Amazon boss Jeff Bezos has seen his fortune balloon by $24bn during the pandemic. Photograph: Lindsey Wasson/Reuters

It may have infected prime ministers and princes, but the coronavirus is not the great social leveller it was cracked up to be. The world’s richest man, Amazon CEO Jeff Bezos, just got a lot richer, increasing his vast fortune by some $24bn during (and, indeed, owing to) the pandemic. Meanwhile, a non-partisan committee has said millionaires and billionaires will reap more than 80% of the benefits from a change to tax law included by Republicans in the congressional coronavirus relief package.

  • Miami’s unequal testing. At Miami’s Hard Rock stadium, hundreds of potential Covid-19 patients wait in line for hours for a limited number of tests. But on nearby Fisher Island, an enclave for the city’s super-rich, everyone has access to instant testing. Richard Luscombe reports.

Has France really found a cure?

The French president, Emmanuel Macron, has demanded clinical trials of a controversial drug cocktail, which infection specialist Didier Raoult claims could be a cure for coronavirus. Raoult’s combination of the anti-malarial drug hydroxychloroquine and an antibiotic, azithromycin, has been hailed by populist leaders, including Trump. But as Julia Carrie Wong explains on the Today in Focus podcast, hydroxychloroquine is not just an unproven Covid-19 treatment – it might also be harmful.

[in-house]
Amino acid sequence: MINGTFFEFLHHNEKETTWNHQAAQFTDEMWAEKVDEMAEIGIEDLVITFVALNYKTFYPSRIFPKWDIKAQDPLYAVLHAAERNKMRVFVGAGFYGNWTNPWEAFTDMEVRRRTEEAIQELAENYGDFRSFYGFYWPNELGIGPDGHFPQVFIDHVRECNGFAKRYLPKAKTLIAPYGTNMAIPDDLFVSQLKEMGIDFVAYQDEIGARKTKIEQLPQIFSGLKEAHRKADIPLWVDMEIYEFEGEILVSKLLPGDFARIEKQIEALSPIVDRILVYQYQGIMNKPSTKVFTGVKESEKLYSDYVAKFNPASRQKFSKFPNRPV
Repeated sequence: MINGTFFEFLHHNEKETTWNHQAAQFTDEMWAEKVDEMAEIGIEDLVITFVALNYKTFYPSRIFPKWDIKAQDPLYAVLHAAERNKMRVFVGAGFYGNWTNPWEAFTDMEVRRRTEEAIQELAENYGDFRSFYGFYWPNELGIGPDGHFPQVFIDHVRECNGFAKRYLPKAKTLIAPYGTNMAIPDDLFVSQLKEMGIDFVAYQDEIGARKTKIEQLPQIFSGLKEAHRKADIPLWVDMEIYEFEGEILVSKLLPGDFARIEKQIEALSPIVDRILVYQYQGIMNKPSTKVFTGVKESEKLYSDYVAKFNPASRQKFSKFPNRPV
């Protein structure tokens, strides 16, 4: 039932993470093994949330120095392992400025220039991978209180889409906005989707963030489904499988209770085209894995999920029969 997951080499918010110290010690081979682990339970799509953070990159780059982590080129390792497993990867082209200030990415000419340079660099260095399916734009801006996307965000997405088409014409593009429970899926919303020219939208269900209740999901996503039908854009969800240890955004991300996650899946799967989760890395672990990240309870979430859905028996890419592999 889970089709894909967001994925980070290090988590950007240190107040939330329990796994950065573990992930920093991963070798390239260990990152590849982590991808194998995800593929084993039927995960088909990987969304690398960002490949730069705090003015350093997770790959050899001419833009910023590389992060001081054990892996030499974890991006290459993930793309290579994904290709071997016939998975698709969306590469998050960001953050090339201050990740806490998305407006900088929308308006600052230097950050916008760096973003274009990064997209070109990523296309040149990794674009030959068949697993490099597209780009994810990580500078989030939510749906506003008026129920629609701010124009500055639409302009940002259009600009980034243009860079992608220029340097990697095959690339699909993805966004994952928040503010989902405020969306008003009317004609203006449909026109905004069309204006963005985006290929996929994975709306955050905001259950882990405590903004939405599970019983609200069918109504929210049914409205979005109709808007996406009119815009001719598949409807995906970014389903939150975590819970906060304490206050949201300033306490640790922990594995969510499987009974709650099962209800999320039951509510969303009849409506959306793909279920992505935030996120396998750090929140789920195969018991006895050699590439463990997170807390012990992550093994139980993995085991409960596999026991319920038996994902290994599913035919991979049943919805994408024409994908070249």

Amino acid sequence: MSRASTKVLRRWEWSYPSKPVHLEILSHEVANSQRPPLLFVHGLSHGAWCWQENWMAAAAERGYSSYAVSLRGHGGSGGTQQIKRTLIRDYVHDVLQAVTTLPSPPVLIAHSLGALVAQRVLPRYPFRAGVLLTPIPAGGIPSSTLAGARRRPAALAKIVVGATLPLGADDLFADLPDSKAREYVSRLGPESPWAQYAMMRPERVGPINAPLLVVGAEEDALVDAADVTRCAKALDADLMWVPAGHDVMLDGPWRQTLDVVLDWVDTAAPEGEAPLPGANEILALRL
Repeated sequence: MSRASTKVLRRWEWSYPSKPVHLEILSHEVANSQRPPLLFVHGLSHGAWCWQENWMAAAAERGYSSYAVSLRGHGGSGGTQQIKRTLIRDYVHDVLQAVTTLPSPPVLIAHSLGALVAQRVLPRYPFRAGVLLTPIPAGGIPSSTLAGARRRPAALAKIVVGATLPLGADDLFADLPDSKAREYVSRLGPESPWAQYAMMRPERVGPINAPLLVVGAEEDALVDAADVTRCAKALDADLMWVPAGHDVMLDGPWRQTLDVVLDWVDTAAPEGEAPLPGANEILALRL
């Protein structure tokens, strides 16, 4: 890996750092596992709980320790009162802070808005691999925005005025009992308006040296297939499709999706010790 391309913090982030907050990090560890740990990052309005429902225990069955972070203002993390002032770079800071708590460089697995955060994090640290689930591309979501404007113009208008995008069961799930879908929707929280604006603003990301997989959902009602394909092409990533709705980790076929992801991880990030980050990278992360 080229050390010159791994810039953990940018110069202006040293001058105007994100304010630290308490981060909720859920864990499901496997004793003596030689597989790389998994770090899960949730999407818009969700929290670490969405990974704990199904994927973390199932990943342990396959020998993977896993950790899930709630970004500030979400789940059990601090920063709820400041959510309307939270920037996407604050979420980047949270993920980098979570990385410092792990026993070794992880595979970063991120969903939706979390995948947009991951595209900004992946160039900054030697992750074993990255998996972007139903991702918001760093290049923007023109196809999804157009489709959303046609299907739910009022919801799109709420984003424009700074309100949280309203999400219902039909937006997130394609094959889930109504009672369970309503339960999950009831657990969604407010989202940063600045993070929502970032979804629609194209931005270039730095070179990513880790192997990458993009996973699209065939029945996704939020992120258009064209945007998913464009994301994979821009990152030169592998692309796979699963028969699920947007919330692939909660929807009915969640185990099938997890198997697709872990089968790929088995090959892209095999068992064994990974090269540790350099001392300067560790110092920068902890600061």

In other news…

Joe Biden and Elizabeth Warren.


Joe Biden is considering a number of women to be his vice presidential candidate, including Elizabeth Warren. Photograph: Mike Blake/Reuters

Great reads

Style icons, Rue McClanahan, Estelle Getty, Bea Arthur and Betty White.


Style icons, Rue McClanahan, Estelle Getty, Bea Arthur and Betty White. Photograph: ABC Photo Archives/Walt Disney Television via Getty Images

Why the Golden Girls are Instagram icons, 35 years on

The classic sitcom about four elderly women living together in Miami still enjoys cult status, almost three decades after the end of its run. And thanks to a substantial Instagram following, its four fashion plate stars remain style leaders in 2020, writes Malcolm MacKenzie.

How Islamic extremists are reacting to coronavirus

Isis and other extremist groups are planning to use the cover of the coronavirus crisis to launch new attacks and bolster their credentials in the Islamic world. But as Jason Burke reports, they also acknowledge the disease poses as much of a threat to their followers as to anyone else.

Opinion: prepare to help the world’s poor face Covid-19

Some developed countries already see light at the end of the pandemic tunnel. But in Africa and the developing world, the Covid-19 crisis is just beginning. The international community must act now to avert a catastrophe, says Mohamed El-Erian.


Sub-Saharan Africa may be about to confront a human tragedy so profound that it could leave a generation adrift in some countries, with consequences that extend far beyond the region’s borders.

Last thing: Banksy works from home

Banksy’s latest artwork


Banksy’s latest artwork, apparently created in his bathroom: ‘My wife hates it when I work from home.’ Photograph: Banksy/PA

The elusive British street artist Banksy is stuck in lockdown like the rest of us. Fortunately, he’s managing to work from home, and he just posted his latest artwork on Instagram – apparently created in his own bathroom. Unfortunately, his wife hates it.